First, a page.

Study assesses hospice use in and out of nursing homes and by patients in transition
As hospice for nursing home patients grows dramatically, a new study from the Regenstrief Institute and the Indiana University Center for Aging Research compares the characteristics of hospice patients in nursing homes with hospice patients living in the community. The study also provides details on how hospice patients move in and out of these two settings.
Longer lengths of hospice care, rising costs and concerns over possible duplication of services have led to increased scrutiny by policymakers of hospice patients living in nursing homes. Nursing home patients have longer hospice stays compared to individuals living in the community.
The researchers, led by Regenstrief Institute investigator and IU Center for Aging Research scientist Kathleen Unroe, M.D., MHA found that nursing home hospice patients were older, more likely to be women, more likely to be on both Medicare and Medicaid, and more likely to have dementia than individuals receiving hospice services outside a nursing home.
Nationally, an estimated 40 percent of Medicare recipients die with hospice. In the study, one in three Medicare recipients died with hospice. Cancer was the leading primary diagnosis for all hospice patients, although nursing home hospice patients were as likely to have a dementia diagnosis as a cancer diagnosis both nationally and in the study.
"Hospice is a poor fit for many people in nursing homes due to the way eligibility criteria currently are configured," Dr. Unroe said. "Yet nearly a third of hospice patients in the United States live in nursing homes, and the number is growing. Our goal is to understand more about who uses hospice and where they live so that policymakers can make informed decisions as they contemplate redesign of the hospice benefit."
Using 11 years of data, the researchers initially planned to contrast only the two groups: those who received hospice care in nursing homes and those who received hospice care in the community. But according to Dr. Unroe, it became apparent that that there were four groups that needed to be studied:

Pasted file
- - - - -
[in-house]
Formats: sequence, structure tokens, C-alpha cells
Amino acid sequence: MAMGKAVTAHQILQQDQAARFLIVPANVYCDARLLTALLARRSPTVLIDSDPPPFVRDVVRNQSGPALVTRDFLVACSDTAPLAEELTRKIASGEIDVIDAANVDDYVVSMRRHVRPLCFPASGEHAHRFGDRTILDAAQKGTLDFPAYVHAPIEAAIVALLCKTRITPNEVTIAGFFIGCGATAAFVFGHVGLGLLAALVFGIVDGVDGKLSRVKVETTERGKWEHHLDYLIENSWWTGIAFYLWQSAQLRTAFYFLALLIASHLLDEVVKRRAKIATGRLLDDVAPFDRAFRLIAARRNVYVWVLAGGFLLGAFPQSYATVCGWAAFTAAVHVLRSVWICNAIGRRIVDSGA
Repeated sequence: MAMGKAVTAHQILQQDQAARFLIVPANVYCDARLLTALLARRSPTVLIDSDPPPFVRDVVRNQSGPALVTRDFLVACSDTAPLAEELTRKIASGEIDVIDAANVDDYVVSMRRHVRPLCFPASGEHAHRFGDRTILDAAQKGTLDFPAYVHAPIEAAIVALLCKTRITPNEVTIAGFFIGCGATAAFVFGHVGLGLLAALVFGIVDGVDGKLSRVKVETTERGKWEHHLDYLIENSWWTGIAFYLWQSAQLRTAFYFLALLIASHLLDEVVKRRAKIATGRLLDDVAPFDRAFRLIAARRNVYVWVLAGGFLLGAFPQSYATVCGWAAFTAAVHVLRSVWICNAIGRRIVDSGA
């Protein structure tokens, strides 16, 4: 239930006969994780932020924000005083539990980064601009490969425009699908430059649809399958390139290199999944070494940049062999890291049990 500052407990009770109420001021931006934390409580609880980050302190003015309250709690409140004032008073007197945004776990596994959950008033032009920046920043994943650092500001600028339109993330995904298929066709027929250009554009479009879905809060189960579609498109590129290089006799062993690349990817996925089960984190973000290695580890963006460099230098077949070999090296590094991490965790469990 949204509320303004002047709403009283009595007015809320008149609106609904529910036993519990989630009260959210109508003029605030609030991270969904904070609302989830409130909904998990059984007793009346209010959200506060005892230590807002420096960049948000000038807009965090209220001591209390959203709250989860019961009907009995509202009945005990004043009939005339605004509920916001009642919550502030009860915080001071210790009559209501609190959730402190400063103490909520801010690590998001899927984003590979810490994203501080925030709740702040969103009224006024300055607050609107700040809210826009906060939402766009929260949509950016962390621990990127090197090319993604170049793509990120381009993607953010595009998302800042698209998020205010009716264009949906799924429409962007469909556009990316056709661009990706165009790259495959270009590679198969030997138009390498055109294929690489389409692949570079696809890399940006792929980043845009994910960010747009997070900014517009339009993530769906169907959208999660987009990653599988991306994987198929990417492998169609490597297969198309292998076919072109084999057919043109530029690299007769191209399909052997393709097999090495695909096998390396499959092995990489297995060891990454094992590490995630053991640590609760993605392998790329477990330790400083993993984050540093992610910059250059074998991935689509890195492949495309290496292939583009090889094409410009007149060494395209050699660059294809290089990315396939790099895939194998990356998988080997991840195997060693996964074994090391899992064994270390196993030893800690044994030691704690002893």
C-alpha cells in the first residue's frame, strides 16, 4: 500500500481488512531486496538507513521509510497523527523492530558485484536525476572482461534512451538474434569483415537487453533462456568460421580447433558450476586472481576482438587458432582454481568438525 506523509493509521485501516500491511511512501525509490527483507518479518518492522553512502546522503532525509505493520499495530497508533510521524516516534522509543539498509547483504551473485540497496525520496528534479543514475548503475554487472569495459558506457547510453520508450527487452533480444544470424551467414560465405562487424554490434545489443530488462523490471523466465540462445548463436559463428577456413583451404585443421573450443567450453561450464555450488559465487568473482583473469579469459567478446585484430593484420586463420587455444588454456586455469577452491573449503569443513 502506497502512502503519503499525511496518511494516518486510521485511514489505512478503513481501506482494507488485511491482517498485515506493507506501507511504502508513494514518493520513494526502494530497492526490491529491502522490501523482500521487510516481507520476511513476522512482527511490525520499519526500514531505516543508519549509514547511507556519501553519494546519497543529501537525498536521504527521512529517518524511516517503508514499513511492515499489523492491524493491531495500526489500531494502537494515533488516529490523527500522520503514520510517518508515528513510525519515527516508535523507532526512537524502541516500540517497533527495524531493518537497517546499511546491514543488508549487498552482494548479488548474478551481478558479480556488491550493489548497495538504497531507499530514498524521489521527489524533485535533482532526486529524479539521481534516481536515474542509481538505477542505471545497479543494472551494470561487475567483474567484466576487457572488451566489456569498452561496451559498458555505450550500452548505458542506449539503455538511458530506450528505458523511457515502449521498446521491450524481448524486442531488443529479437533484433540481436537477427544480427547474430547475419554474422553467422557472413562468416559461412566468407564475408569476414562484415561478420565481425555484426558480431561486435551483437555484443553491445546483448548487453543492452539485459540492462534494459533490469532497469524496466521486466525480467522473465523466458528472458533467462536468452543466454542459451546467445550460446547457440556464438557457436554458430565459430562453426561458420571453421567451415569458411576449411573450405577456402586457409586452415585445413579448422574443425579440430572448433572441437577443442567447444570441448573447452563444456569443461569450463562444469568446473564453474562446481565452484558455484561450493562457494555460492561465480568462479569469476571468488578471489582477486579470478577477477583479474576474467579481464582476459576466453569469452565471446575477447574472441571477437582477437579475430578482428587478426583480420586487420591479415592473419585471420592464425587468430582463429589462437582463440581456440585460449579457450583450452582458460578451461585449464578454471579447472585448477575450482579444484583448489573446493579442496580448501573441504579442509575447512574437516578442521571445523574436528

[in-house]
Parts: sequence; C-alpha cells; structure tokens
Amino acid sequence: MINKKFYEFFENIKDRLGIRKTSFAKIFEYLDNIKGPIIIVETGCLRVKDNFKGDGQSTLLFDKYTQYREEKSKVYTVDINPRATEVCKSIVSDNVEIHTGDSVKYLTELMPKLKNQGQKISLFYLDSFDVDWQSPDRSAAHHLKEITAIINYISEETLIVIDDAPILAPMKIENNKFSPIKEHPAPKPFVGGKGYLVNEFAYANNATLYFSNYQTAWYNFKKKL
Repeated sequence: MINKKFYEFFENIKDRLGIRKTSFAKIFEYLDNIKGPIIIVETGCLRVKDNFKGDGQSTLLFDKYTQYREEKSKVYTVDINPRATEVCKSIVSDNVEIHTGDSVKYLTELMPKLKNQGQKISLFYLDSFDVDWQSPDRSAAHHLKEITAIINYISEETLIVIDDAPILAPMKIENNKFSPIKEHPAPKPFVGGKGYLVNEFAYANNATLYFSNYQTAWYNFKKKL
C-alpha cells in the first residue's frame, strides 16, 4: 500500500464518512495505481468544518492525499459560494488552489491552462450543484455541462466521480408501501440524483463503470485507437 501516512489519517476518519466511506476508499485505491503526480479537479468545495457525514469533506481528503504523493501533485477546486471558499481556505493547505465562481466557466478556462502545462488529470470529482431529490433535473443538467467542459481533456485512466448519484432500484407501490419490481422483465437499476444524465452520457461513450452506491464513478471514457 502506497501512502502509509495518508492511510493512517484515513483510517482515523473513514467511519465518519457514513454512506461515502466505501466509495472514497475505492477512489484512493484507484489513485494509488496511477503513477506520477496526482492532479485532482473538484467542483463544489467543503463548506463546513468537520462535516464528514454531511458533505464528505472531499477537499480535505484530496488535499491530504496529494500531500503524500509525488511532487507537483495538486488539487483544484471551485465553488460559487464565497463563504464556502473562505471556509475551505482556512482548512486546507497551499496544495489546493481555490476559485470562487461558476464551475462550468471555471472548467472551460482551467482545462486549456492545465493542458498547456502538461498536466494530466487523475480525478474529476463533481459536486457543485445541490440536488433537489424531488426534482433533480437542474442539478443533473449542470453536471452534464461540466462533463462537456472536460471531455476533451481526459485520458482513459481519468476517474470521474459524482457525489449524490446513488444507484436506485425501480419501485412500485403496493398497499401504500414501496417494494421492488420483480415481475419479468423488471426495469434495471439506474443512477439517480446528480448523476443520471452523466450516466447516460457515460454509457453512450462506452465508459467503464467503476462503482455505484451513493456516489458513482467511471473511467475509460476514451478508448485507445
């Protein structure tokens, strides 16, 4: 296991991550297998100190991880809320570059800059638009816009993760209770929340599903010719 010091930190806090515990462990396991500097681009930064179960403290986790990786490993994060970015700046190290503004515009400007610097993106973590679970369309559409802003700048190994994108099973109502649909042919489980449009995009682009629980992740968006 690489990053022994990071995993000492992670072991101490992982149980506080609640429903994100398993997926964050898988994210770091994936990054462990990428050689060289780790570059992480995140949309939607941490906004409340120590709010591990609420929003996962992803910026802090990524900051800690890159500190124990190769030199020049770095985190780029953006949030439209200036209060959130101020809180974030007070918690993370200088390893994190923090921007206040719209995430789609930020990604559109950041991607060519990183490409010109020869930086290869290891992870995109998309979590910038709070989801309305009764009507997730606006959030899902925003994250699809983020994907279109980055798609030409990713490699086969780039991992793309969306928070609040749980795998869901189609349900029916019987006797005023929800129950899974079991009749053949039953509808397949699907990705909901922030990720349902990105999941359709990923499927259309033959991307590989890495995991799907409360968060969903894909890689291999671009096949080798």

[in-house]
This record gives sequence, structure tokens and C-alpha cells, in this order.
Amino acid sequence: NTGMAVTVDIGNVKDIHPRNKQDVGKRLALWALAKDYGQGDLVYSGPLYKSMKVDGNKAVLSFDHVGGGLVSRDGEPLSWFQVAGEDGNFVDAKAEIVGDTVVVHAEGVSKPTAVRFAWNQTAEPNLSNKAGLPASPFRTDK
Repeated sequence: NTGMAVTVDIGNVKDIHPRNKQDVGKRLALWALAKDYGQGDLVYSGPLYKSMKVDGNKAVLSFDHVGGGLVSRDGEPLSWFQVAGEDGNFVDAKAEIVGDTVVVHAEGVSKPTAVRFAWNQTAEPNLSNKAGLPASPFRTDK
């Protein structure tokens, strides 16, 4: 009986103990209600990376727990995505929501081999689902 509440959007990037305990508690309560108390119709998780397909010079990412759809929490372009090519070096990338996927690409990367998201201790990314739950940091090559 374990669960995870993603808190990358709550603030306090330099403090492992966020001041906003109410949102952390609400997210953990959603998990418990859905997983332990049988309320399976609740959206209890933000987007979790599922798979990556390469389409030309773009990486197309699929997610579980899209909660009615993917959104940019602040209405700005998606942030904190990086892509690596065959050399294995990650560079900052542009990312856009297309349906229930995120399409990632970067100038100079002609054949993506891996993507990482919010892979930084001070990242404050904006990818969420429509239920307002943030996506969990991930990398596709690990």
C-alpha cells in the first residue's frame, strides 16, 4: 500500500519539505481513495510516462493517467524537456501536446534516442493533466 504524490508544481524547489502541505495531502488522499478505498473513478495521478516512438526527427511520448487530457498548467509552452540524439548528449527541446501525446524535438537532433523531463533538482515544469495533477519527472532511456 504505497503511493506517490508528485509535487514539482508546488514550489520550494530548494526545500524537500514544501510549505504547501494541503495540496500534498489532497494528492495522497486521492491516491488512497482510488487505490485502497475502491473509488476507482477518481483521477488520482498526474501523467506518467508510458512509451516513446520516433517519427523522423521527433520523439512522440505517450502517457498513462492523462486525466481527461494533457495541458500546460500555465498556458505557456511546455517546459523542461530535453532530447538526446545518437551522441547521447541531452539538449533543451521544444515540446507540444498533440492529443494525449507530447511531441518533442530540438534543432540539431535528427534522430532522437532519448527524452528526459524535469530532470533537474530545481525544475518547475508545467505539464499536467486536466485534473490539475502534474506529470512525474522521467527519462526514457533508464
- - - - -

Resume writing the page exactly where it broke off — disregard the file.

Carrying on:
- Patients receiving hospice care only in nursing homes.
- Individuals who received hospice services only in non-nursing-home settings.
- Crossover patients who used hospice in both settings.
- A transition group who received hospice care within 30 days of transition in or out of a nursing home.
Medicare spending on crossover and transition hospice patients was higher than Medicare costs for hospice patients in nursing home or in the community, according to the new study.
While nursing home patients have longer hospice stays compared to individuals living in the community, the number of days on hospice was significantly higher for the crossover group than for any other group. Nearly a third of crossover patients had hospice stays greater than six months. Overall, for the four groups, 28 percent of patients had a hospice stay of less than one week.
"Policymakers need to look at all four groups and consider potential consequences of regulatory decisions for these patients," Dr. Unroe said.
The 3,771 patients in this study were identified through Eskenazi Health (Wishard Health Services at that time), one of the largest safety-net health systems in the country. Data from Medicare, Indiana Medicaid and other sources capturing use of hospice services inside and outside Eskenazi Health was evaluated.